Nations also need to deregulate their industries in order to move from Group II to Group I. When government controls an overly high percentage of goods and services, a ceiling of productivity is reached where economic development begins to slow. China is a prime example of a nation that needs to privatize in order to maintain its high rates of growth. "Unless China's state-owned industries are eventually privatized, and the weak ones shut down, they will never be properly run or profitable," writes Thomas Friedman of the New York Times. "China's leadership needs to keep moving the country closer and closer to free markets and free-market standards in order to maintain economic growth, which is the sole source of legitimacy now for the Communist Party."
But the nation must be careful not to mistake deregulation for unregulation. Badly executed deregulation in the American savings and loans industry in the early 1980s led to some egregiously bad results in the mid- to late 1980s. If China were to sell off its large state enterprises immediately and widely, not only would millions of workers become unemployed overnight, but vital industries such as banking would be dumped into the laps of managers with little prior experience in managing private banks. If the government then abdicated its oversight responsibility, the ensuing debacle could (in the Chinese context) eclipse even the harms of the US savings and loans crashes.
This analysis is not meant to frighten those who would deregulate. Government bureaucracy has an undeniable usefulness in the early stages of guiding a budding economy into international competition. Yet soon enough, the returns of such an approach diminish, and business must be allowed to take a certain amount of initiative -- and risk -- on its own. A high degree of economic freedom is as necessary as political freedom to have a truly democratic nation.
Switching gears from Group II to Group III, we focus on a different problem: nations that have (sometimes rambunctious) democracies, but seem unable to develop economically. India certainly falls into this category, and other Asian nations such as the Philippines might arguably as well. Although there is plenty of disagreement as to the best method of economic development, three underlying factors are necessary to move "vertically" in the chart: relatively high savings rates, education, and political unity.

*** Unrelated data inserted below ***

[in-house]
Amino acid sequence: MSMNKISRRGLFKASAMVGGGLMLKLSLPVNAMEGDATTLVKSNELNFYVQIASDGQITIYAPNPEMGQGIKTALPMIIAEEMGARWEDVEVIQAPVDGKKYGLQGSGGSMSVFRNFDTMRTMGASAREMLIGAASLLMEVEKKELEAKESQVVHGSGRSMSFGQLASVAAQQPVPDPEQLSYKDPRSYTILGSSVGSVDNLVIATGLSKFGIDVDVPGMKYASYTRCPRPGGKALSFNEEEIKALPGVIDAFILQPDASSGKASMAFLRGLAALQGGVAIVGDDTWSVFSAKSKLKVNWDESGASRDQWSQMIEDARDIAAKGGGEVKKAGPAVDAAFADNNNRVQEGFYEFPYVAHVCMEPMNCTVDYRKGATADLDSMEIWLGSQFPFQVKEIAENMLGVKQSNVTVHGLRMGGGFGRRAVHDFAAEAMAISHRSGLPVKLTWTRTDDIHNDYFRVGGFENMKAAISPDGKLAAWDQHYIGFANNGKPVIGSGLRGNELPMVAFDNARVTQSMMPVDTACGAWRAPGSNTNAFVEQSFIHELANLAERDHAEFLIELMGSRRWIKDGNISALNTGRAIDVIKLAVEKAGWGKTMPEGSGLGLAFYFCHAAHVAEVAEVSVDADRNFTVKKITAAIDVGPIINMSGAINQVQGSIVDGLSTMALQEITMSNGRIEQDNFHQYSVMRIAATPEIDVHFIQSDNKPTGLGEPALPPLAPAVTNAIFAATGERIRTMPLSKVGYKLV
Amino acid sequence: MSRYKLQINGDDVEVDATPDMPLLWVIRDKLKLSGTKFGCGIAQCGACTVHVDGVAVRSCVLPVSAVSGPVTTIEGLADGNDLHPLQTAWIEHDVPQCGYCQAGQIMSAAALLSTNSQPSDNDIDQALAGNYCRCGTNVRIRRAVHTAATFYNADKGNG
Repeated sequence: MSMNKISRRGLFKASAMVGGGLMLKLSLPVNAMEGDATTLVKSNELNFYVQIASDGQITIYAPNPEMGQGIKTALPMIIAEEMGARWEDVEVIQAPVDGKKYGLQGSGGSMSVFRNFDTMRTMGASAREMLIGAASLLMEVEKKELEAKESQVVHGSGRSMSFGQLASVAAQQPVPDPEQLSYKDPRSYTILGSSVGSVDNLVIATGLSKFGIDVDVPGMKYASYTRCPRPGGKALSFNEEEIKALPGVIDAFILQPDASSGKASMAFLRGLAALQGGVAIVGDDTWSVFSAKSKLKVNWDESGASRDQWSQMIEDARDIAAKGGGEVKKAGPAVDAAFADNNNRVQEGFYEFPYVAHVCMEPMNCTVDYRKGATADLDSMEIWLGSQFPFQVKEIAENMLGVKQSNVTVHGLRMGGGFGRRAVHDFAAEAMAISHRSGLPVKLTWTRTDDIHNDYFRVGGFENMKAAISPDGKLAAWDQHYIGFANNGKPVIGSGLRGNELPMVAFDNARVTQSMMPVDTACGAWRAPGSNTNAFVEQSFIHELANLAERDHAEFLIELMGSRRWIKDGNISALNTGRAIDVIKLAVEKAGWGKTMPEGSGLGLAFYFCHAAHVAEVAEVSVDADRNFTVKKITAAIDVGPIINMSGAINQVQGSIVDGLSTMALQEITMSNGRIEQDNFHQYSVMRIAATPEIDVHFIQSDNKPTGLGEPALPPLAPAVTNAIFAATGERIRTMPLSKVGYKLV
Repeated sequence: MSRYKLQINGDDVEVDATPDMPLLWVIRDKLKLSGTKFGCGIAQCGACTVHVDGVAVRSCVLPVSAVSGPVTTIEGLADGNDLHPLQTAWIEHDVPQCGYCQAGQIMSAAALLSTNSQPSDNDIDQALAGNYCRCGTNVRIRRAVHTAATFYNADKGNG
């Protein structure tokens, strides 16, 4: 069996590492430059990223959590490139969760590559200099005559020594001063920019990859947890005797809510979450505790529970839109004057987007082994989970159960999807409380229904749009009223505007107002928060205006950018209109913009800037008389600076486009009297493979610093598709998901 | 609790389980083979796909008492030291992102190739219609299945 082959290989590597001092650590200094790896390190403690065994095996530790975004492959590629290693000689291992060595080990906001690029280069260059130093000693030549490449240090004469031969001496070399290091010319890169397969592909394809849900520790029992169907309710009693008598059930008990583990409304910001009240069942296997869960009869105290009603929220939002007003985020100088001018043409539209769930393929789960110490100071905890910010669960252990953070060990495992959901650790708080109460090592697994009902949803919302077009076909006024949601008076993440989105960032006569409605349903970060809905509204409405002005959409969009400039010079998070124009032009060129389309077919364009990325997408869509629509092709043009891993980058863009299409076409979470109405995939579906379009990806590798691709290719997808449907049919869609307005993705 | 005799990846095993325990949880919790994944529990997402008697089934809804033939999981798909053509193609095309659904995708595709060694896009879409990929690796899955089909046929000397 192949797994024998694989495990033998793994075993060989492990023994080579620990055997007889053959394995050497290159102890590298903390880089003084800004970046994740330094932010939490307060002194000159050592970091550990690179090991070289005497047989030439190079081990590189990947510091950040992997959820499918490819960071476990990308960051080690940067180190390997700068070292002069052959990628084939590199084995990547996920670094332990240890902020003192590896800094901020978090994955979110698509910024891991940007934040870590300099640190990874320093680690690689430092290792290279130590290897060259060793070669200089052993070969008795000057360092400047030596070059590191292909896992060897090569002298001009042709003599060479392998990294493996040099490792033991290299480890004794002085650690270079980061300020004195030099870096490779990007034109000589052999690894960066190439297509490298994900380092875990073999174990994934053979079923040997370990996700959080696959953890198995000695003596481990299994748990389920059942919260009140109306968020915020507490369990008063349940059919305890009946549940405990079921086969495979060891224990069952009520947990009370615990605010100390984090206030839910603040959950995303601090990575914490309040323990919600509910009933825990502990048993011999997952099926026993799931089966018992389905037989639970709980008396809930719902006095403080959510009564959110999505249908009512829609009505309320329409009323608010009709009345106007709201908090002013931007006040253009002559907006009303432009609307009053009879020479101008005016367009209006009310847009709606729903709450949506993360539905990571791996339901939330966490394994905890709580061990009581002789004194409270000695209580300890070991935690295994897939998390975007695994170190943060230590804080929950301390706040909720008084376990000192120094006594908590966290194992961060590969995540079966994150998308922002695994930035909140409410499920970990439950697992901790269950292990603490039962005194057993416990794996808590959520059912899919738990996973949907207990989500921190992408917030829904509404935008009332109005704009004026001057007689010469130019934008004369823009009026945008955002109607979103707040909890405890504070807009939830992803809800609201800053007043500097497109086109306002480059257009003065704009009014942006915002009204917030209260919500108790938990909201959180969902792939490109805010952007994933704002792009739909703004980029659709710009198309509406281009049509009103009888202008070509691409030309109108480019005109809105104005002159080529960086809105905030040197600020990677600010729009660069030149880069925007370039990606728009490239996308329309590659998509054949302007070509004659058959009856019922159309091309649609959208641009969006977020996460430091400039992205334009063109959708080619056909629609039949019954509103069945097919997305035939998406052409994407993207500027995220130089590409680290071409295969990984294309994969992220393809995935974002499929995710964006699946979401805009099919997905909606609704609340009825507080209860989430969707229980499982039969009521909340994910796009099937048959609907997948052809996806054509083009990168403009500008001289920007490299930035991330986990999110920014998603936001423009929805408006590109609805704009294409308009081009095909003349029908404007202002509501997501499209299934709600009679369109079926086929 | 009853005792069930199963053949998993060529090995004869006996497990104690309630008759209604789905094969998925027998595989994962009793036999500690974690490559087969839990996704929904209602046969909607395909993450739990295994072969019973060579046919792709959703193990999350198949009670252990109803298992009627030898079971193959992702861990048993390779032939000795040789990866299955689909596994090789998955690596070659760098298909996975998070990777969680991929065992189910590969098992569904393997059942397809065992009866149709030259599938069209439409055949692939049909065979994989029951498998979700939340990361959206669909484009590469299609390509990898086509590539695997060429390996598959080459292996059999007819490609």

High savings rates are necessary to ensure that private business, the engine of capitalism, has the resources necessary to grow and develop. If the average worker spends inordinately on booze and gambling, that money is not being well invested in the future. (The worker's spouse will likely inform the worker of this fact at great volume.) But if the worker saves that money in a bank, and the bank can lend the money to companies that invest it in new machinery to make their products more efficiently, that money has been well invested. Such capital investments are vital to economic growth.
It may be possible to save too much. Japan saves roughly 30% of GDP each year, and if the banks which disburse that money get the idea that there is plenty to go around, both for good investments and risky ones, they might disburse loans unwisely. As the Economist remarked on March 21, "Saving may be important for a country's long-term growth, but the efficiency with which that saving is invested matters just as much as its scale. If savings are too ample and investment flows too freely, as Japan and the Asian tiger economies have learnt to their cost, the result may be waste, not prosperity." Despite this danger, however, it is probably better to err on the side of over-saving, which few Group III nations are in danger of doing.
Education seems like an obviously important investment for poor democracies, since uneducated voters are less likely to choose intelligent leaders wisely. Yet facing limited resources, some nations unwisely choose to allocate these resources away from children, and towards groups that offer more in return, in terms of votes or political capital.